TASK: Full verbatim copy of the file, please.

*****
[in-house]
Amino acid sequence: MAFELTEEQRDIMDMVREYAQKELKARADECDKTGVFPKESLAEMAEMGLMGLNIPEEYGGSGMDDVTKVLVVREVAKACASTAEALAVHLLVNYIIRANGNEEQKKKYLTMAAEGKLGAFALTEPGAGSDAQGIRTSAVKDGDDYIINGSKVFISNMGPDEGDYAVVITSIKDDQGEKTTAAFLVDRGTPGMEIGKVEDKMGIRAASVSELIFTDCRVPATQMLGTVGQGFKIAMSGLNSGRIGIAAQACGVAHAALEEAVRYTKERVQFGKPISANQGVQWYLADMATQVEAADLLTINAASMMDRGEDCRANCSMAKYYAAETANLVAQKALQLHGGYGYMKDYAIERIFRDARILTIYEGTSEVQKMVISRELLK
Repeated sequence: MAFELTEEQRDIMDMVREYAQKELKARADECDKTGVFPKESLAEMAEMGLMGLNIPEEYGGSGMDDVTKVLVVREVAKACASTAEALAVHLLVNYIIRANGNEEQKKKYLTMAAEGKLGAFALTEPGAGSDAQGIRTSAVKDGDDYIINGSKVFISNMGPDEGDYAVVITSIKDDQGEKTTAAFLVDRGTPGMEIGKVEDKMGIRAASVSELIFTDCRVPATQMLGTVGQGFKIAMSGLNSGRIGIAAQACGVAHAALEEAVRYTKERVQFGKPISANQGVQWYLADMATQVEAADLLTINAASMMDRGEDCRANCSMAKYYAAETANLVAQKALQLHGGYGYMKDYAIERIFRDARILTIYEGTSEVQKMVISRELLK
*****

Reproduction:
[in-house]
Amino acid sequence: MAFELTEEQRDIMDMVREYAQKELKARADECDKTGVFPKESLAEMAEMGLMGLNIPEEYGGSGMDDVTKVLVVREVAKACASTAEALAVHLLVNYIIRANGNEEQKKKYLTMAAEGKLGAFALTEPGAGSDAQGIRTSAVKDGDDYIINGSKVFISNMGPDEGDYAVVITSIKDDQGEKTTAAFLVDRGTPGMEIGKVEDKMGIRAASVSELIFTDCRVPATQMLGTVGQGFKIAMSGLNSGRIGIAAQACGVAHAALEEAVRYTKERVQFGKPISANQGVQWYLADMATQVEAADLLTINAASMMDRGEDCRANCSMAKYYAAETANLVAQKALQLHGGYGYMKDYAIERIFRDARILTIYEGTSEVQKMVISRELLK
Repeated sequence: MAFELTEEQRDIMDMVREYAQKELKARADECDKTGVFPKESLAEMAEMGLMGLNIPEEYGGSGMDDVTKVLVVREVAKACASTAEALAVHLLVNYIIRANGNEEQKKKYLTMAAEGKLGAFALTEPGAGSDAQGIRTSAVKDGDDYIINGSKVFISNMGPDEGDYAVVITSIKDDQGEKTTAAFLVDRGTPGMEIGKVEDKMGIRAASVSELIFTDCRVPATQMLGTVGQGFKIAMSGLNSGRIGIAAQACGVAHAALEEAVRYTKERVQFGKPISANQGVQWYLADMATQVEAADLLTINAASMMDRGEDCRANCSMAKYYAAETANLVAQKALQLHGGYGYMKDYAIERIFRDARILTIYEGTSEVQKMVISRELLK